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Gilles Gauthier

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Département de biologie & Centre d'études nordiques
Université Laval, Québec

Gilles Gauthier is one of the founding members of the ecological study and environmental monitoring on Bylot Island and the project leader. He has 15 years of experience studying the Greater Snow Geese and the vegetation of Bylot Island. His main research interests are the demography, reproductive strategies, migration and plant-herbivore relations in Greater Snow Geese.


Austin Reed

Canadian Wildlife Service
Quebec Region

Austin Reed has studied the ecology of migratory waterfowl since the early 1960s. His implication with Snow Geese began in the early 1970s as a research biologist with the Canadian Wildlife Service working in the St.Lawrence Valley. He expanded his studies to include Bylot Island and other areas of the eastern Canadian Arctic starting in 1979. His work on Bylot Island has emphasized the study of changes in Snow Goose numbers and distribution over time and of goose behaviour during incubation, in addition to contributing to the goose banding program and to supervision of several graduate students. Since retirement in 1998 he has continued his involvement with the Snow Goose research work as an emeritus researcher. He is currently a member of the Joint Park Management Committee for Sirmilik National Park.


Esther Lévesque

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Département des sciences de l'environnement & Centre d’études nordiques
Université du Québec à Trois-Rivières

Esther Lévesque is a plant ecologist with many years experience working on plant communities of the polar deserts of Ellesmere Island. She is interested in community dynamics and the reproductive ecology of Arctic plants. On Bylot, she is studying the impacts of goose grazing on mesic (upland) habitats. She also examines the responses of Arctic plants to climate changes by implementing an International Tundra Experiment (ITEX) study site.


Dominique Berteaux

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Département de biologie & Centre d’études nordiques
Université du Québec à Rimouski

Dominique Berteaux is a wildlife biologist and currently owns a Canada Research Chair in Northern Ecosystem Conservation. He his mainly interested in mammalian behaviour and ecology, conservation of biodiversity and in understanding driving forces organizing northern ecosytems. On Bylot Island more specifically, his research focuses on trophic relations of terrestrial mammals such as Arctic Foxes and lemmings.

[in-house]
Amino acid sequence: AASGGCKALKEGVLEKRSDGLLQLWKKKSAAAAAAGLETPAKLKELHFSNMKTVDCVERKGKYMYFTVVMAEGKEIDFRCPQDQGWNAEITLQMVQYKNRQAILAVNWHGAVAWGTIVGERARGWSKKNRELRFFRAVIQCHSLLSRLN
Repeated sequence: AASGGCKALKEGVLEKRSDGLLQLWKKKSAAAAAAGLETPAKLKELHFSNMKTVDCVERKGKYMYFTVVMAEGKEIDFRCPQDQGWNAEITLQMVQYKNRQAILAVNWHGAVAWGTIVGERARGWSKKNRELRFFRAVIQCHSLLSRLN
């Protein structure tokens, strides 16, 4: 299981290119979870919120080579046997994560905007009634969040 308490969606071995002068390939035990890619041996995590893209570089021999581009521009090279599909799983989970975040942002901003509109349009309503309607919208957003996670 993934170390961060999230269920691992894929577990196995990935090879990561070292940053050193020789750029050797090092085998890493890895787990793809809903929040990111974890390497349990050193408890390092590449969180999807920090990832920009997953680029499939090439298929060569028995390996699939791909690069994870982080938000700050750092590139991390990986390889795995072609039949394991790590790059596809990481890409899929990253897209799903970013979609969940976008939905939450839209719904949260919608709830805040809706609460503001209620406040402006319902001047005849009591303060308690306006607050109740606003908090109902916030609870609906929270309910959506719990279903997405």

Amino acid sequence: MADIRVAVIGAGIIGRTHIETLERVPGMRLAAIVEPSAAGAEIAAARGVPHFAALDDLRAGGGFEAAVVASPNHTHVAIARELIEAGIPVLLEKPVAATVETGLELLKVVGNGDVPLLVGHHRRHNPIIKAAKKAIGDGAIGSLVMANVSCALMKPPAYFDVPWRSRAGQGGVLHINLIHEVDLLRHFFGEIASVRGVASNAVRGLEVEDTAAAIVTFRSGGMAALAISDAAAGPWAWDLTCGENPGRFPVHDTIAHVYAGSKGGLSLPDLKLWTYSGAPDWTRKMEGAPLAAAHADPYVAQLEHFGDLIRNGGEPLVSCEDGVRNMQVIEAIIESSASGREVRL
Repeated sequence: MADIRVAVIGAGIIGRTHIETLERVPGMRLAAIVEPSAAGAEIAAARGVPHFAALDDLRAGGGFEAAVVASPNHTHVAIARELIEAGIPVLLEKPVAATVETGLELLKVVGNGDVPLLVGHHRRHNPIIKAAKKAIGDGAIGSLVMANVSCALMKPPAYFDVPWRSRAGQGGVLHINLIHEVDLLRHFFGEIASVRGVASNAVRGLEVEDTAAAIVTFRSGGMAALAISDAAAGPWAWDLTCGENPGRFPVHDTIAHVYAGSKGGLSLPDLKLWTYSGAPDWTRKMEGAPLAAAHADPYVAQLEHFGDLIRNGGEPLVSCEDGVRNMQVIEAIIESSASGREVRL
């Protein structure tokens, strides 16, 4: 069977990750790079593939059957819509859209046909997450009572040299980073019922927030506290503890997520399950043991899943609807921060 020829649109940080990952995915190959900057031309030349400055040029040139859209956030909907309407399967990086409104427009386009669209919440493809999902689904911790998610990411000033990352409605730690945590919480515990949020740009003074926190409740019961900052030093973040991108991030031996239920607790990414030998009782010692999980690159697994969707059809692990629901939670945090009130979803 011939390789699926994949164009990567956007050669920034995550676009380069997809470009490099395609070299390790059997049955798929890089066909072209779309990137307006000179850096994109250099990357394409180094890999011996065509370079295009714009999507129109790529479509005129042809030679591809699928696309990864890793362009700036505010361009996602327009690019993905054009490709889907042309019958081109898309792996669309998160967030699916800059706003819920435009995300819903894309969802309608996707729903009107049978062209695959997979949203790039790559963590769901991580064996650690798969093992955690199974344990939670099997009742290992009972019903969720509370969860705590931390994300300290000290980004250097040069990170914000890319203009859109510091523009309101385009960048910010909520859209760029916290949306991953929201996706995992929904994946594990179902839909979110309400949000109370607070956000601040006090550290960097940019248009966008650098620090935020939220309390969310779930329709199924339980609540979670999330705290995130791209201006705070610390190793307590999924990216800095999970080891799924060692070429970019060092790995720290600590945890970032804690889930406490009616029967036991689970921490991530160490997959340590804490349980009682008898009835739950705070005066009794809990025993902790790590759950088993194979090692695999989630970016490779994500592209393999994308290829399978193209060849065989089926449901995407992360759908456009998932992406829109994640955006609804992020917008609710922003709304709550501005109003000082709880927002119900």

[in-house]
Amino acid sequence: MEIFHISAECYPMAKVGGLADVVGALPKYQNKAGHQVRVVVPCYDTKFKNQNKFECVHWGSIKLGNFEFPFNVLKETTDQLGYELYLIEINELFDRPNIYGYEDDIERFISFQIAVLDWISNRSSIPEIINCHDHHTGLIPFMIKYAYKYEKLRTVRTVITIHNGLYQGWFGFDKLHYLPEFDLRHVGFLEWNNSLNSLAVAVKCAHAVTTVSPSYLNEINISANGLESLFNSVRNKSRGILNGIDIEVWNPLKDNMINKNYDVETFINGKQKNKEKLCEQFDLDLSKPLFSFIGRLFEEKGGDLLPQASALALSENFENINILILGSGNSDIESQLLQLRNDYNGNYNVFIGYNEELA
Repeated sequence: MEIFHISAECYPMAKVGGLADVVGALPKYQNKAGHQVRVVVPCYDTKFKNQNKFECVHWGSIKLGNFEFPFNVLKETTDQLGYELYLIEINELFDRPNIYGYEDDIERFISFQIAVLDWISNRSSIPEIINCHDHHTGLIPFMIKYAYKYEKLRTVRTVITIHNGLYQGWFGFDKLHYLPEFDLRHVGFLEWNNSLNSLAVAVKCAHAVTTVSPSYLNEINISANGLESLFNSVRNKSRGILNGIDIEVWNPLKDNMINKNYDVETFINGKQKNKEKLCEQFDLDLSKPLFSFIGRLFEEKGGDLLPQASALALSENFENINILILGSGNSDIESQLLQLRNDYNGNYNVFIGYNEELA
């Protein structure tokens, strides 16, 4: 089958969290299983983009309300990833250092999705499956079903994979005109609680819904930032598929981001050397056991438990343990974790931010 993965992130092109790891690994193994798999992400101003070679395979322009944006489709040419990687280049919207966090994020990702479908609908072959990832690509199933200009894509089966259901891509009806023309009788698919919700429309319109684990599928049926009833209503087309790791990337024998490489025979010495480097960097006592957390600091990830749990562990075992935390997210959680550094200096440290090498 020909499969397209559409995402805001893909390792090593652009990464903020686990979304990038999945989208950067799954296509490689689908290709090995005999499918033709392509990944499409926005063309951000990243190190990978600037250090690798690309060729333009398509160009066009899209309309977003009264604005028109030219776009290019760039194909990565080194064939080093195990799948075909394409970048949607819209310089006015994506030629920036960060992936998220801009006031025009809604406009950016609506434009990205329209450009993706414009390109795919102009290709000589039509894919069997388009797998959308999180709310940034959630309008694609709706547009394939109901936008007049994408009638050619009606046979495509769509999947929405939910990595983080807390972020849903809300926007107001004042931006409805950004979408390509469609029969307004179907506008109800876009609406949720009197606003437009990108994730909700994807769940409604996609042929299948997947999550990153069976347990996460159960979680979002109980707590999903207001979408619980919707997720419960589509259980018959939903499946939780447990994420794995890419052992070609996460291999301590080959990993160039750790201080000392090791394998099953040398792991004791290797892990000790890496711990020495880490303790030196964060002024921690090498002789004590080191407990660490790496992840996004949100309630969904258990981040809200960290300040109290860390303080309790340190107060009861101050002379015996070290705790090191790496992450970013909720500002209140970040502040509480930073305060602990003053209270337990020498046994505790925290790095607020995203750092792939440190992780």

Jean-François Giroux

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Département des sciences biologiques
Université du Québec à Montréal

Jean-François Giroux is an ecologist with many years experience working on migratory birds’ management. He is largely interested by the integrated management of abundant migratory bird species such as the Greater Snow Goose and the Canada Goose, the ecology of Scirpus tidal marshes of the St-Lawrence estuary as well as by the effect of agricultural practices on the reproductive success of Bobolinks.


Line Rochefort

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Département de phytologie & Centre d’études nordiques
Université Laval

Line Rochefort is a plant biologist who is the senior chair of the NSERC (Natural Sciences and Engineering Research Council of Canada) Industrial Research Chair in peatland management. The chair aims to improve our knowledge of peatland restoration and reclamation methods after peat mining, and to look into the cultivation of sphagnum fibers to develop new growing mixes. On Bylot Island, Line Rochefort is interested in studying the impacts of goose grazing and climate changes on the wetlands of the island.


Joël Bêty

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Département de biologie & Centre d’études nordiques
Université du Québec à Rimouski

Joël Bêty is an ecologist involved since 1995 in research projects dealing with terrestrial wildlife on Bylot Island. His work is essentially centered on trophic interactions, migration and reproductive strategies of arctic birds breeding in the low and high Canadian Arctic. He is currently leading research initiatives dealing with insectivorous birds and arthropods on Bylot Island.


Isabelle Laurion

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Centre Eau Terre Environnement & Centre d’études nordiques
Institut national de la recherche scientifique

Isabelle Laurion is a limnologist with more than six years of experience in studying ponds formed by permafrost melting in subarctic and arctic regions. She is interested in the functioning of these aquatic ecosystems in expansion with global warming, in their greenhouse gas emissions, in the importance of microbial activity in tundra carbon cycling, and in the microbial diversity of these fascinating systems.